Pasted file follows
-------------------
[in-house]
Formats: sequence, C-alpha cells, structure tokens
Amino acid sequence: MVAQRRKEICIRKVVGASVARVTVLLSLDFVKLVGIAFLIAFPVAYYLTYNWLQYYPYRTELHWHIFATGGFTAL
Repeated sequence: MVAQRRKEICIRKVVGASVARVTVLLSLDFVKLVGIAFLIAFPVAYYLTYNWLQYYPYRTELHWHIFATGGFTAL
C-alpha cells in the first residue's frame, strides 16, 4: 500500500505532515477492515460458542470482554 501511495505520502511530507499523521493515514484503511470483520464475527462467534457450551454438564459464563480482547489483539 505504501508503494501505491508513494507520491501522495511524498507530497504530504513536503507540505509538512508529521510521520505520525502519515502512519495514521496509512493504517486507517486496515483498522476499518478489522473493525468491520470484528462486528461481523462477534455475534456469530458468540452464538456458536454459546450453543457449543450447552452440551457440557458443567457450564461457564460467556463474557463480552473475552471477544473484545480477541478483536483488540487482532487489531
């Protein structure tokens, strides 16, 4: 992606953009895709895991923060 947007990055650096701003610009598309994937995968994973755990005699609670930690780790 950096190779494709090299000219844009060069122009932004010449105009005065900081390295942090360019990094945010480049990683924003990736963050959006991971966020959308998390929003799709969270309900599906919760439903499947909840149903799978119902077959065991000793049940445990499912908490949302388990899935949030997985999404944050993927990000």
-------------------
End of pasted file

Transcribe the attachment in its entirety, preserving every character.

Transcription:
[in-house]
Formats: sequence, C-alpha cells, structure tokens
Amino acid sequence: MVAQRRKEICIRKVVGASVARVTVLLSLDFVKLVGIAFLIAFPVAYYLTYNWLQYYPYRTELHWHIFATGGFTAL
Repeated sequence: MVAQRRKEICIRKVVGASVARVTVLLSLDFVKLVGIAFLIAFPVAYYLTYNWLQYYPYRTELHWHIFATGGFTAL
C-alpha cells in the first residue's frame, strides 16, 4: 500500500505532515477492515460458542470482554 501511495505520502511530507499523521493515514484503511470483520464475527462467534457450551454438564459464563480482547489483539 505504501508503494501505491508513494507520491501522495511524498507530497504530504513536503507540505509538512508529521510521520505520525502519515502512519495514521496509512493504517486507517486496515483498522476499518478489522473493525468491520470484528462486528461481523462477534455475534456469530458468540452464538456458536454459546450453543457449543450447552452440551457440557458443567457450564461457564460467556463474557463480552473475552471477544473484545480477541478483536483488540487482532487489531
């Protein structure tokens, strides 16, 4: 992606953009895709895991923060 947007990055650096701003610009598309994937995968994973755990005699609670930690780790 950096190779494709090299000219844009060069122009932004010449105009005065900081390295942090360019990094945010480049990683924003990736963050959006991971966020959308998390929003799709969270309900599906919760439903499947909840149903799978119902077959065991000793049940445990499912908490949302388990899935949030997985999404944050993927990000």